The American Academy of Pediatrics has clear recommendations for safe sleep. Babies should be placed on their backs in their own crib or bassinet, with no soft objects or loose bedding, and in the same room that their mother sleeps in for the first six months.

These recommendations are designed to prevent the deaths of about 3,500 babies each year who are lost to sleep-related deaths, according to the Centers for Disease Control.

A recent study from the Kansas Department of Health and Environment surveyed new mothers in Kansas about safe sleep practices. Over 80 percent of mothers reported their infants slept mostly on their backs, but only 57 percent reported their babies always slept alone in their own beds. Nearly a quarter of mothers reported their babies slept in different room than they slept in.

More education on safe sleep is needed, and evidence has shown that conversations with health care providers increase compliance with safe sleep recommendations and save lives. Nearly half of mothers surveyed by KDHE reported no one explained the benefits of sharing a room with their baby, for example.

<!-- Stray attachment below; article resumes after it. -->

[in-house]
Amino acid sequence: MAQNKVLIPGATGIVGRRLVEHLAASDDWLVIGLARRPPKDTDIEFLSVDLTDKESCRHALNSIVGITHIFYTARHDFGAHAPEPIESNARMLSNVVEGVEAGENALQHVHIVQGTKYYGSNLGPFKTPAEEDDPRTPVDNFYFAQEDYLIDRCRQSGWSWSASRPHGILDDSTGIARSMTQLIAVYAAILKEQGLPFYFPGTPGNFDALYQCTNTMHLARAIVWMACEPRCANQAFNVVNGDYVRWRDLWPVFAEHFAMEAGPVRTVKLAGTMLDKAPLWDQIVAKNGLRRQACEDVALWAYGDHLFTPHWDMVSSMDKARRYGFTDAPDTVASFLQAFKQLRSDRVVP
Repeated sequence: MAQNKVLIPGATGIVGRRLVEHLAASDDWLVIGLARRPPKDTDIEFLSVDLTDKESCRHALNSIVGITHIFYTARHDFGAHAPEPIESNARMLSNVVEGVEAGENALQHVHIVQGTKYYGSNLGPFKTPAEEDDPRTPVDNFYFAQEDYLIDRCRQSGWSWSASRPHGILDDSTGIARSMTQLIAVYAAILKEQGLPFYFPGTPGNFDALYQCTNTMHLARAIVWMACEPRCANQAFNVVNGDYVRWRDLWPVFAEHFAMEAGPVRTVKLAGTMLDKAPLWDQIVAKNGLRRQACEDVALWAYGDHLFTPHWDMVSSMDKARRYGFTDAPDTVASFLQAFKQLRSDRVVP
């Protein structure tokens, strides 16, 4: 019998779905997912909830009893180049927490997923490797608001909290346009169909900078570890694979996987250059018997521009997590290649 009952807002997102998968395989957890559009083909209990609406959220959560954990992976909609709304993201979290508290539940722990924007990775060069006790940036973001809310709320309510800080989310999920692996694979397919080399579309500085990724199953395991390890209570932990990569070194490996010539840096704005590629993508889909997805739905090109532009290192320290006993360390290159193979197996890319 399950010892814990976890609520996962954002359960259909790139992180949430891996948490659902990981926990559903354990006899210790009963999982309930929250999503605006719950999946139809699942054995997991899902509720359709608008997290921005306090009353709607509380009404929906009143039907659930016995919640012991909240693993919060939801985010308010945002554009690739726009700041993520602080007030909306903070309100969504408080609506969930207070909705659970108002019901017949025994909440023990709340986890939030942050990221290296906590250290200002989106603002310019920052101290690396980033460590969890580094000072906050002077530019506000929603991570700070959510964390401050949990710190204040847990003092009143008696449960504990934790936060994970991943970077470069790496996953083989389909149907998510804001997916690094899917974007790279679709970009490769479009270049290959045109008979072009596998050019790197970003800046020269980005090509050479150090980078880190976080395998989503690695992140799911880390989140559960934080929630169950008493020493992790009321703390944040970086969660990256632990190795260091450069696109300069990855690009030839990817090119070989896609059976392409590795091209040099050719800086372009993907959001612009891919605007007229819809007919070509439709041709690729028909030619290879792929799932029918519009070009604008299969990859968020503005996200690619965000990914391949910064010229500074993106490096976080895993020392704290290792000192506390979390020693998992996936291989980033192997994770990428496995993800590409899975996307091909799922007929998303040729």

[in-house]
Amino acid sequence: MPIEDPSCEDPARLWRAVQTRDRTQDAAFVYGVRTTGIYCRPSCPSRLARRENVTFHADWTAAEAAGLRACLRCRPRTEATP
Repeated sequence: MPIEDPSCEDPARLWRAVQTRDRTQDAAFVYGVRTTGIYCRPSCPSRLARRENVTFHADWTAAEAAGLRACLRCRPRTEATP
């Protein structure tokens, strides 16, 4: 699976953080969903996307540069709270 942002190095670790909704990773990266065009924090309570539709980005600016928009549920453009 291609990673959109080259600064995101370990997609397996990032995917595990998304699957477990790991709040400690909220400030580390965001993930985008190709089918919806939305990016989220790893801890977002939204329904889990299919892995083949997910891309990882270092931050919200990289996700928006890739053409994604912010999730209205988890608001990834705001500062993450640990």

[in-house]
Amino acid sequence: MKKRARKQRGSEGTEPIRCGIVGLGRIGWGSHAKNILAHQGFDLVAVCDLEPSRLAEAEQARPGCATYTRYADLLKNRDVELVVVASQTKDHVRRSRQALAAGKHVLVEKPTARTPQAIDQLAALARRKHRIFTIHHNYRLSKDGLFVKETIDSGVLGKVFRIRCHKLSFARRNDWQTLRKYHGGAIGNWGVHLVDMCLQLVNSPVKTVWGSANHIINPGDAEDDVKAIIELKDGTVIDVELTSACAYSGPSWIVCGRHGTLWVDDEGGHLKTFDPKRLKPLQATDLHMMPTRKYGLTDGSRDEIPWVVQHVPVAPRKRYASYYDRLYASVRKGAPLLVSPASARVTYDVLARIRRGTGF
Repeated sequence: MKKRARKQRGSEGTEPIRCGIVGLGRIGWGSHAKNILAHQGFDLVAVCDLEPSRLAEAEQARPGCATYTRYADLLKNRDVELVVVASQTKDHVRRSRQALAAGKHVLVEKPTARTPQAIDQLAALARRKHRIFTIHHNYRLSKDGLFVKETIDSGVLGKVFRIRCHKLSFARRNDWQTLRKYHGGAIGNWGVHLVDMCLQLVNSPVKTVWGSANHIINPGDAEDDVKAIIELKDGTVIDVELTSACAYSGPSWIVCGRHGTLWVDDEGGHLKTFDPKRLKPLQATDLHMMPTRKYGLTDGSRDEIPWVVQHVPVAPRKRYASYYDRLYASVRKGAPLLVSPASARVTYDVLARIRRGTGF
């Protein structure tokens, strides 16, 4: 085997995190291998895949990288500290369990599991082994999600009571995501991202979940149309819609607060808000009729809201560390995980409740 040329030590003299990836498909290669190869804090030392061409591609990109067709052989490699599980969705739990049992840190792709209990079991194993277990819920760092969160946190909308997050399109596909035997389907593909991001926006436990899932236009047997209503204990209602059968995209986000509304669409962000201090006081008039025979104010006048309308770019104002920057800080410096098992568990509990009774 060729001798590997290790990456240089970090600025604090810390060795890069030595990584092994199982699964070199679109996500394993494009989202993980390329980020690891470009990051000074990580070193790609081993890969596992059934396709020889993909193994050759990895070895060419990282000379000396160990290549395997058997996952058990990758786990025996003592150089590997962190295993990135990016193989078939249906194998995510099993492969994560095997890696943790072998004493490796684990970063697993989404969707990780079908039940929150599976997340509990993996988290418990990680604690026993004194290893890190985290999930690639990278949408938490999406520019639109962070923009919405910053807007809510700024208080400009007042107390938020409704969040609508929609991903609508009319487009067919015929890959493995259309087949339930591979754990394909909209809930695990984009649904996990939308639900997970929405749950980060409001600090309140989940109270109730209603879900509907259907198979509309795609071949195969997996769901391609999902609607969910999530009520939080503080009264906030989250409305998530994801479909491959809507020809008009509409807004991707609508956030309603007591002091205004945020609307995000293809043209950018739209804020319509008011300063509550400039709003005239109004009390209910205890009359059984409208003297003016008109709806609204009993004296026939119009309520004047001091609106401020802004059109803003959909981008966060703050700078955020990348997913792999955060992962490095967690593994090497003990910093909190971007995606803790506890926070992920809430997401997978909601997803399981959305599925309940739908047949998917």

Placing babies on their backs in their own cribs, however, has been recommended for decades, with many parents still not following best practice. Doing so is easier said than done. In the early morning hours, when new parents are fighting exhaustion, compliance can feel like a herculean task. Each time a baby wakes, he or she becomes more likely to be put into an unsafe sleep position.

Getting babies sleeping safely may require more than education — it might mean ensuring new parents get the support they need.

Reading further, the KDHE study points to the more broad struggles of new mothers. In the year prior to becoming pregnant, a third of mothers had not seen a doctor, and 14 percent were uninsured, with most of those women reporting insurance was too expensive. In the 12 months before the infant was born, 8.6 percent of mothers ate less than they felt they should because there was not enough money to buy food. Postpartum, more than one in 10 lacked health insurance and 10 percent did not have a postpartum checkup after giving birth.

The United States remains the only country in the developed world with no requirement that new mothers receive paid maternity leave, ensuring low-income mothers have little choice but to return to work as quickly as possible after birth.

It is easy to imagine a new mother, exhausted from the dual obligations of care-giving and making ends meet, struggling to follow safe sleep recommendations in the hours before reporting to work.

Parents need more education about how to get babies to sleep safely and the support of a social safety net to make it easier to do so.


GateHouse Kansas